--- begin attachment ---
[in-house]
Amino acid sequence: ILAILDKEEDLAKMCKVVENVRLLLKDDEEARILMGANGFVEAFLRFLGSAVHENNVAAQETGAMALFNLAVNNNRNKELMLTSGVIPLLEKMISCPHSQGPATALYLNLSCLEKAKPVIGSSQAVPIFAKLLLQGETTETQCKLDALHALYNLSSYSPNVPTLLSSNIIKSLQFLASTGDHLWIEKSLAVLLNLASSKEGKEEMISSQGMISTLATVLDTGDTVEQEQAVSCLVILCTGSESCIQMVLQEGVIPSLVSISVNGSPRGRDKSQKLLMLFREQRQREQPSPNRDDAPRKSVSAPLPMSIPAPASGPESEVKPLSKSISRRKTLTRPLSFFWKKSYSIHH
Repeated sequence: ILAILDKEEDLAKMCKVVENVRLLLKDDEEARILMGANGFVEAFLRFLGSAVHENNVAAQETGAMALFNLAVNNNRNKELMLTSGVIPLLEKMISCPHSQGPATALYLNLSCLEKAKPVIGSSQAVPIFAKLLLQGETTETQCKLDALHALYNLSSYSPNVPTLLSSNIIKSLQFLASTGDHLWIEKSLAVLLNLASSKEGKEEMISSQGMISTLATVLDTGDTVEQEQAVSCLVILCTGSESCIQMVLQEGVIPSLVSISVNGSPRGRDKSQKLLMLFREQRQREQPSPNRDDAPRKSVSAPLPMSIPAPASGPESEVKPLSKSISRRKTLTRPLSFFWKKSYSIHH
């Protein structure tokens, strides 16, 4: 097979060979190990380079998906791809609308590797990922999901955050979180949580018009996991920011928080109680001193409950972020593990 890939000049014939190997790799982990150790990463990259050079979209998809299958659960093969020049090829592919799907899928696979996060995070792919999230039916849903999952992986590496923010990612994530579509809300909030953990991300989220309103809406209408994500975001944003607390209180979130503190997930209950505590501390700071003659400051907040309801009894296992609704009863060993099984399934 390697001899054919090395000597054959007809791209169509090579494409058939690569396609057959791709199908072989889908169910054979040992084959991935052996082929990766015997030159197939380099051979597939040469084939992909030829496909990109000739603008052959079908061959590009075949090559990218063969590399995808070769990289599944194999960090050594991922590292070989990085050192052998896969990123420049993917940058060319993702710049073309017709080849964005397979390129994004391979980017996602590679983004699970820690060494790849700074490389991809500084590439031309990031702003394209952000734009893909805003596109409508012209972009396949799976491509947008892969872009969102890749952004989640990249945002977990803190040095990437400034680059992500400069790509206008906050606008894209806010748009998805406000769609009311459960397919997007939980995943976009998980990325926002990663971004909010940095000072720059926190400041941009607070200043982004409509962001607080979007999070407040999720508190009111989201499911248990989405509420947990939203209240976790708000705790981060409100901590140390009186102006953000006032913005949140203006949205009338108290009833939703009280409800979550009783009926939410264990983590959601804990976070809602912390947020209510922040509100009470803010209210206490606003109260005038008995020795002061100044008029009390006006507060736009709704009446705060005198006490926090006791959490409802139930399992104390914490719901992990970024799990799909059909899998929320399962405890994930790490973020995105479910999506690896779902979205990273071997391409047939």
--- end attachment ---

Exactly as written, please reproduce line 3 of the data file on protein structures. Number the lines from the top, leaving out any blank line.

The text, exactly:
Repeated sequence: ILAILDKEEDLAKMCKVVENVRLLLKDDEEARILMGANGFVEAFLRFLGSAVHENNVAAQETGAMALFNLAVNNNRNKELMLTSGVIPLLEKMISCPHSQGPATALYLNLSCLEKAKPVIGSSQAVPIFAKLLLQGETTETQCKLDALHALYNLSSYSPNVPTLLSSNIIKSLQFLASTGDHLWIEKSLAVLLNLASSKEGKEEMISSQGMISTLATVLDTGDTVEQEQAVSCLVILCTGSESCIQMVLQEGVIPSLVSISVNGSPRGRDKSQKLLMLFREQRQREQPSPNRDDAPRKSVSAPLPMSIPAPASGPESEVKPLSKSISRRKTLTRPLSFFWKKSYSIHH